Any advice you care to offer concerning the following exercise would be greatly appreciated.

Let $\phi (a) = \Gamma (a) \Gamma (1-a) \sin(\pi a)$.
Prove that $\phi$ extends to an infinitely differentiate function on the real line.

What I know and what I've tried: I have learned that $\Gamma$ extends to a smooth function on the complement of the non positive integers. In addition if we take for granted that $\phi (a) = \phi (a+1)$ and that $\phi (0) =\pi$ (here I really mean $\phi$'s extension) then all I need to show is that $\phi$ is smooth at $0$. I have tried various obvious strategies like computing the difference quotient and trying to compute the limit of $d^k\phi/da^k$ as $a$ approaches $0$ but I haven't been successful. I would be grateful for any help you care to offer. Thanks for your time.

  • $\begingroup$ Do you know that $\Gamma$ has a simple pole at each nonpositive integer? And that the product of a meromorphic function with a pole of order $k$ and one with a zero of multiplicity $k$ at the same point has a removable singularity at that point? $\endgroup$ – Robert Israel Jul 27 '12 at 7:13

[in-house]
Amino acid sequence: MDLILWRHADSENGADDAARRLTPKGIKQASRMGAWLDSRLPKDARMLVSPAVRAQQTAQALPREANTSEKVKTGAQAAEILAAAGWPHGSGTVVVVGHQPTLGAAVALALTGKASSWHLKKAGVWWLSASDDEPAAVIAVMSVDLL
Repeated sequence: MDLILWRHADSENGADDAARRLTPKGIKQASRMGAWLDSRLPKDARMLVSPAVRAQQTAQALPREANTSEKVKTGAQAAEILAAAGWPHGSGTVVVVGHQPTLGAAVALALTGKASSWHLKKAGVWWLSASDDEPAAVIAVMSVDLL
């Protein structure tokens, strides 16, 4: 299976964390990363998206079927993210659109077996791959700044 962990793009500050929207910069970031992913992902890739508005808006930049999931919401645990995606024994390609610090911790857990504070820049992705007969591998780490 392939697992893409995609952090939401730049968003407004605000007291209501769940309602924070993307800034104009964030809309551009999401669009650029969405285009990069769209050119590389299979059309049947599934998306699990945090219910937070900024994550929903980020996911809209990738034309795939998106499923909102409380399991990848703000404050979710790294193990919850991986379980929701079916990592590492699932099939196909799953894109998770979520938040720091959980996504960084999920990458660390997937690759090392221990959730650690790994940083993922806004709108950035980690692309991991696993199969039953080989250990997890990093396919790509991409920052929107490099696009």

• $\begingroup$ Actually I do! And thanks for your help. However the book im reading (lebesgue integration on euclidean space by frank jones) does not really get into complex analysis and so I feel I should be able to do this without bringing in facts from complex analysis. No mention has even been made of real analytic functions, for instance. $\endgroup$ – Phil Grantham Jul 27 '12 at 7:26

Here's a proof without using complex analysis, just the functional equation $\Gamma(x+1) = x \Gamma(x)$ and the fact that $\Gamma(x)$ is smooth for $x > 0$. From the functional equation, $$ \sin(\pi x) \Gamma(x) \Gamma(1-x) = \Gamma(x+1) \Gamma(1-x) \dfrac{\sin(\pi x)}{x}$$ Since $\sin(\pi x)/x$ extends (by giving it the value $\pi$ at $x=0$) to a smooth function (given by a convergent Maclaurin series) on $\mathbb R$, and $\Gamma(x+1)$ and $\Gamma(1-x)$ are smooth on $(-1,1)$, we get that $\phi$ is smooth on $(-1,1)$ with $\phi(0) = \pi$. From the functional equation for $\Gamma$ and $\sin(\pi (x+1)) = -\sin(\pi x)$ we get $\phi(x+1) = \phi(x)$ for non-integer $x$, so $\phi$ (redefined to be $\pi$ at the integers) is smooth on all of $\mathbb R$.
By the way, it is actually identically equal to $\pi$ by Euler's reflection formula.

  • $\begingroup$ Fantastic! Thanks so much, Robert. $\endgroup$ – Phil Grantham Jul 27 '12 at 16:54

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